Mar 07 2011
Polymer electrolyte membrane fuel cell is the most appropriate power source candidate for the next-generation electric vehicle and small-scale stationary power. In recent years, durability has been one of the most important issues to be solved before the commercialization of PEMFCs.
PEMFC performance loss under steady-state and cycling conditions has been attributed to the significant loss of electrochemical active surface area (EAS) of Pt catalyst, especially in the cathode, where it is subjected to low pH (< 1), high potential (0.6-1.2 V), high oxygen concentration and high temperature (50-90 °C). It was found that the Pt particle agglomeration could be accelerated by both potential cycling and steady-state processes. It has also been observed that the Pt electrode could dissolve to some extent in PEMFC operation process. Pt dissolution-deposition and agglomeration lead to the increase of Pt particle size (sintering), which results in the decrease of the Pt EAS. Thus, the fuel cell performance is decreased.
A variety of carbon materials with high surface areas are widely used as the supports for Pt catalyst. As the catalyst support, besides the enhanced catalytic activity, the support should show good corrosion resistance because the corrosion behavior might affect the performance and stability of the Pt catalyst, especially in the cathode of PEMFC. This is because that oxygen reduction reaction occurs at potentials closer to those where oxidation of carbon can also happen. When carbon is oxidized, some Pt particles may detach from the carbon support, resulting in a decrease of catalytic activity of the catalyst. And the interaction of Pt-support may be weakened. Thus, carbon material corrosion plays a negative effect on the stability of the Pt/C catalyst. Furthermore, the corrosion rate of carbon catalyst support is accelerated in the presence of Pt-containing catalysts.
The degradation of carbon on PEMFC electrodes has been reported as carbon corrosion recently. These carbon corrosion phenomena are fatal problems for the PEMFC commercialization because of the short life time. The developments of catalyst materials, cell designs and the management of operation condition are important to solve these problems.
Generally speaking, the carbon corrosion requires high overpotential in PEMFC because of slow kinetic properties, though the carbon might start to be oxidized even at 0.2 V (vs. RHE) based on thermodynamics. In steady PEMFC operations, the carbon materials on both electrodes are rarely exposed to such high potential. But, in transient conditions, the carbon materials on electrodes are often exposed to such conditions. Some cases are predicted: start up, after shut down, load change, partially hydrogen starvation and so on. In every case, it is predicted that the hydrogen deficiency or hydrogen and oxygen co-existence on anode electrode will cause a large enough overpotential between the solution and the cathode metal to oxidize the carbon supports on the cathode electrode. Fuel starvation on the anode side (i.e. low anode stoichiometry) is one of the most damaging operational modes of fuel cells and fuel cell stacks. In particular, high current densities are leading to critical conditions, especially during dynamic operation. Fuel starvation caused severe and permanent damage to the electrocatalyst of the PEMFC and it must be absolutely avoided even if the operation under fuel starvation is momentary.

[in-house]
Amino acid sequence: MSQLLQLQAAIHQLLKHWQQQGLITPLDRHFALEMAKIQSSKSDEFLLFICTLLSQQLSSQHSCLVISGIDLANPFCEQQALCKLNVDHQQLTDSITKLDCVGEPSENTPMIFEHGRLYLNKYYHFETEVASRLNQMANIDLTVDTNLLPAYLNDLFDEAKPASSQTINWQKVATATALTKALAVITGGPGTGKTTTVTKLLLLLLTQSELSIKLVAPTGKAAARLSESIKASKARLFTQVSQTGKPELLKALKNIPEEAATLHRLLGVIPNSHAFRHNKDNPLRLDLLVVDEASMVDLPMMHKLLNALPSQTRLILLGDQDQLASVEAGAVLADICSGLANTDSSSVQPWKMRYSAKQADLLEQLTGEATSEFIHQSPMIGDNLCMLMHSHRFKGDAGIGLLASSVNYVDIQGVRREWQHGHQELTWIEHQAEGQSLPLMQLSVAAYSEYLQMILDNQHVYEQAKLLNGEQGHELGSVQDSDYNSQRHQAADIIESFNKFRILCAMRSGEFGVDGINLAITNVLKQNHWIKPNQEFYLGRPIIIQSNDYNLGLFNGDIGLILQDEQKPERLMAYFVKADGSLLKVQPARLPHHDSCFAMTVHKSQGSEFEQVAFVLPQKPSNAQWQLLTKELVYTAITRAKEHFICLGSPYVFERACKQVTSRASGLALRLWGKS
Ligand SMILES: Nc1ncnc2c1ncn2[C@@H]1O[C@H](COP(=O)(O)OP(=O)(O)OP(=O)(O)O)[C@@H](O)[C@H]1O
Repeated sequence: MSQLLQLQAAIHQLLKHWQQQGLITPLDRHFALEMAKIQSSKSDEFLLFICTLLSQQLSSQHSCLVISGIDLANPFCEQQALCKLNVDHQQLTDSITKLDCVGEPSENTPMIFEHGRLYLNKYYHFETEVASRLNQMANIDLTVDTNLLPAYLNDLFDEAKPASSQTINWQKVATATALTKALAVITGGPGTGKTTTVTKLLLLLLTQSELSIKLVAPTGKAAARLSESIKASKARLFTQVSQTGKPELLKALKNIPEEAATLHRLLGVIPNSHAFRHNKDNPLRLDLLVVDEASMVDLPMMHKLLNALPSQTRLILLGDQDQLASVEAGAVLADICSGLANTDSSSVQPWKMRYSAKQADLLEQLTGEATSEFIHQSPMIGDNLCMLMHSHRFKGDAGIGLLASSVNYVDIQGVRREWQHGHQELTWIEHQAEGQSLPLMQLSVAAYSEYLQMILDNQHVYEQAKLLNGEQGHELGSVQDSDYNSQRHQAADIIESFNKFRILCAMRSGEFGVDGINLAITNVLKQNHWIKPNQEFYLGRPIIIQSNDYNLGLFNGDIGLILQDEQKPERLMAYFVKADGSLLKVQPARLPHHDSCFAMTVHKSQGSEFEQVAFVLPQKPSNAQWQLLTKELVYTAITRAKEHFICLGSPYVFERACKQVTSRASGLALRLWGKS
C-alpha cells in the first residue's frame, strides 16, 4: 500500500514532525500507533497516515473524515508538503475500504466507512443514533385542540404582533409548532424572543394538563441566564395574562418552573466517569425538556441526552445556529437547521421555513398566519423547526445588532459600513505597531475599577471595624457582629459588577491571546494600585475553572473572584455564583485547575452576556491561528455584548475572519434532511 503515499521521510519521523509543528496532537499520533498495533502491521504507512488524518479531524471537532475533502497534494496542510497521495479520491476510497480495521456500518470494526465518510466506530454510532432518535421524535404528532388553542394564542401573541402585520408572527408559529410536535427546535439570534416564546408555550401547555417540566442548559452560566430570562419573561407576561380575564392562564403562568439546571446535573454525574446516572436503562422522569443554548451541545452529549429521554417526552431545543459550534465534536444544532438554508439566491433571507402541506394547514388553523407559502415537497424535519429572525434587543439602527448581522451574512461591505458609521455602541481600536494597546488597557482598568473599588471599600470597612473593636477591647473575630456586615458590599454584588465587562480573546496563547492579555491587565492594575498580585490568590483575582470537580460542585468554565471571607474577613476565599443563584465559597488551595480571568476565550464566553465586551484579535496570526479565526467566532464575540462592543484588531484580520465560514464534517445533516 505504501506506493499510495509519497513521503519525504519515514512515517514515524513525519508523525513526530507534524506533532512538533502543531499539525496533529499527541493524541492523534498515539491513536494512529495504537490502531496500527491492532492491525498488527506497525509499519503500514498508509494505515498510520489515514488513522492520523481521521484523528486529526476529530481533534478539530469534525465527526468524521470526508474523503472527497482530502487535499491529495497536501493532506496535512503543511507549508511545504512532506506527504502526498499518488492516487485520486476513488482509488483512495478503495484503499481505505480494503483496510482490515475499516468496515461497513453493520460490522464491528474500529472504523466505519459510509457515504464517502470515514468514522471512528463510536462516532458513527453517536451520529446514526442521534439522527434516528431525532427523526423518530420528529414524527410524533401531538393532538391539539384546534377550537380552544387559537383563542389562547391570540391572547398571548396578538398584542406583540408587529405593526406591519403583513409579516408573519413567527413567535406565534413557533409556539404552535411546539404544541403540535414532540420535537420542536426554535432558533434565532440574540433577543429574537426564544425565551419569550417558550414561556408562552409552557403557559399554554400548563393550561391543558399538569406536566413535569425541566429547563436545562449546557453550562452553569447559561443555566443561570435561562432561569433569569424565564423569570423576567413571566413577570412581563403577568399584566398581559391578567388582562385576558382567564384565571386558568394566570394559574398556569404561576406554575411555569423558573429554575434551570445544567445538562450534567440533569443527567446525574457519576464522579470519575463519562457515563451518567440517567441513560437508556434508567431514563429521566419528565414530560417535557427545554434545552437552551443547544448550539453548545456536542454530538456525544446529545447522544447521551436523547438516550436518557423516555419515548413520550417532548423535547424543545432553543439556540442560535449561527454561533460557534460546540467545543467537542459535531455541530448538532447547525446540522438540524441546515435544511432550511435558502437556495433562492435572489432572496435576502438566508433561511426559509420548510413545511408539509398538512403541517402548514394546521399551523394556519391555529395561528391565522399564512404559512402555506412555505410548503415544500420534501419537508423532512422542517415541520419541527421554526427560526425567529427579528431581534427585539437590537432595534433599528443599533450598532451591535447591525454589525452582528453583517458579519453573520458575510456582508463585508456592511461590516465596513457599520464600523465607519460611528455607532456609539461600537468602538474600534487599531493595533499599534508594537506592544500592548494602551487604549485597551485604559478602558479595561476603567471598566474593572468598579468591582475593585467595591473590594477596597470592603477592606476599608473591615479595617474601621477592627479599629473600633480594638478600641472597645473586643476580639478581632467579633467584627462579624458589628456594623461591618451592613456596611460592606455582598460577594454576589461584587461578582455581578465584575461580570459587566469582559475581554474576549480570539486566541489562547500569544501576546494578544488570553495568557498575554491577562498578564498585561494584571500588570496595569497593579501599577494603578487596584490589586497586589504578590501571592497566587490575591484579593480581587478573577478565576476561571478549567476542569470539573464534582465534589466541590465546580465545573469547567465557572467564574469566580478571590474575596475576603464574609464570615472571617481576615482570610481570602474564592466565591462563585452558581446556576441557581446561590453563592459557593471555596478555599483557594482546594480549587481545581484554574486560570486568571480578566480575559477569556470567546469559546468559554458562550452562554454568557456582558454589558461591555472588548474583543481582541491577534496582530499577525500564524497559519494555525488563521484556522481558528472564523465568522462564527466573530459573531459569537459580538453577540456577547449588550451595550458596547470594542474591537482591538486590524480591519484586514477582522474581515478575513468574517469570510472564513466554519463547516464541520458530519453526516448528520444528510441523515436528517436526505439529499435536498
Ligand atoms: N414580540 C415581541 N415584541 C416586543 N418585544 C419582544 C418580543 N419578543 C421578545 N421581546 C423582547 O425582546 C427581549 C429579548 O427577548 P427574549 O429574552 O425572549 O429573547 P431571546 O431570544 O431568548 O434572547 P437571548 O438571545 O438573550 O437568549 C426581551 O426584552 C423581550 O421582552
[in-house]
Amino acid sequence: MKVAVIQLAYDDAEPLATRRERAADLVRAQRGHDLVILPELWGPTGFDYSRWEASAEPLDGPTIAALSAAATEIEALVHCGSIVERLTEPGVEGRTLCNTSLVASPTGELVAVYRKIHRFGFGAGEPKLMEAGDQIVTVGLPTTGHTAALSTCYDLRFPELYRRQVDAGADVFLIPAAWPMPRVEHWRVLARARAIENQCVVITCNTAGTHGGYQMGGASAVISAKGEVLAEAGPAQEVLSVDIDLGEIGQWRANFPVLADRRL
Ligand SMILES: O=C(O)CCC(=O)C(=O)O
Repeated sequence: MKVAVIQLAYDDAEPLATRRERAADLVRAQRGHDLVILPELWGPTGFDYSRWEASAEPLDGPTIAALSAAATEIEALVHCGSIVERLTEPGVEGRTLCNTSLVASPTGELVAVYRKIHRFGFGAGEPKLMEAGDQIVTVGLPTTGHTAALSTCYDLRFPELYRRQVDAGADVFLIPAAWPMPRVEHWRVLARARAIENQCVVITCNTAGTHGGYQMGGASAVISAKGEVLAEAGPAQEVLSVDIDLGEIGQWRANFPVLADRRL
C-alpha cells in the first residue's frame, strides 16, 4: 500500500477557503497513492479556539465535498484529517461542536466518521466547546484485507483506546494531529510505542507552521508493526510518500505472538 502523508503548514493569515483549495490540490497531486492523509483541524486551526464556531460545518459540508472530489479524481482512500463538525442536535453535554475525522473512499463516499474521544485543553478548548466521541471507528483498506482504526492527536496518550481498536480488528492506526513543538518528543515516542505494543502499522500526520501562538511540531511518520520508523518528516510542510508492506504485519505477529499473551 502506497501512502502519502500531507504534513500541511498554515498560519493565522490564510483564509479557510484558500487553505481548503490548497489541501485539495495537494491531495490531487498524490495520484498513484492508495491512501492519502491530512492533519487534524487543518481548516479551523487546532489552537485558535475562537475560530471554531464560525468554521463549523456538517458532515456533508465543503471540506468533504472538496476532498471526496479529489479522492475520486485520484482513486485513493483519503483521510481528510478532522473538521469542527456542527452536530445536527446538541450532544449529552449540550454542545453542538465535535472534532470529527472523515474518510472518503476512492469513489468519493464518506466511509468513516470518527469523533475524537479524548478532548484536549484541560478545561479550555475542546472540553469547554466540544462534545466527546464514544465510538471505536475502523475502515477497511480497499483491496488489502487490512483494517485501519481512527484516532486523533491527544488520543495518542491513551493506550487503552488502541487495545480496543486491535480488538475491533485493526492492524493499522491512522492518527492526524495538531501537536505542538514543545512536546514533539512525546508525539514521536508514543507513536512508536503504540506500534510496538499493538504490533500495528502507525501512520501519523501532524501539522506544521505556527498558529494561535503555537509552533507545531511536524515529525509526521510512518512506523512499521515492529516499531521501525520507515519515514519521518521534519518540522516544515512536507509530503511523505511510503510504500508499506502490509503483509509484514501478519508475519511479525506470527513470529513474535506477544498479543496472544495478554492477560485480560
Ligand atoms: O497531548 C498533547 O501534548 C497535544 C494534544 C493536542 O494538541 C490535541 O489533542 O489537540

Catalyst durability study in PEMFC is a difficult topic because of the lengthy duration of the test time required and the complexity of failure analysis. One strategy to reduce Pt/C catalyst performance degradation due to carbon corrosion is to use alternative more stable carbon support (for example carbon nanotube). Another approach for increasing Pt/C catalyst durability is alloying other transition non-precious metals with platinum.
Interaction between the carbon support and the Pt plays an important role in the properties of the Pt/C catalyst. It has been demonstrated that this interaction is attribute to the electron transferring from platinum to carbon support. Electronic structure change of platinum catalytic layer by the presence interaction leads to the change of the catalyst properties. Generally, this electronic interaction has the positive effect towards the enhancement of catalytic properties and the improvement of the catalysts’ stability in PEMFC operation. Oxygen surface groups are of greatest interest in the preparation of carbon-supported catalysts and can be obtained through surface treatment of carbon by chemical methods with different oxidants. Proper heat treatment of carbon support can increase the stability of Pt/C catalyst.
The promising strategies for the durability improvement of Pt/C catalysts are: (a) building proper surface functional groups (including surface oxygen functional groups) or increasing the basic sites on carbon supports to enhance the Pt-C interaction; (b) increasing surface stability of carbon support, e.g. increasing the hydrophobicity of carbon support through proper surface treatment; (c) preparing catalysts with high platinum uniformity and low platinum load.
In your opinion, what of these budding strategies plays the leading role in durability improvement of carbon supported platinum catalyst?
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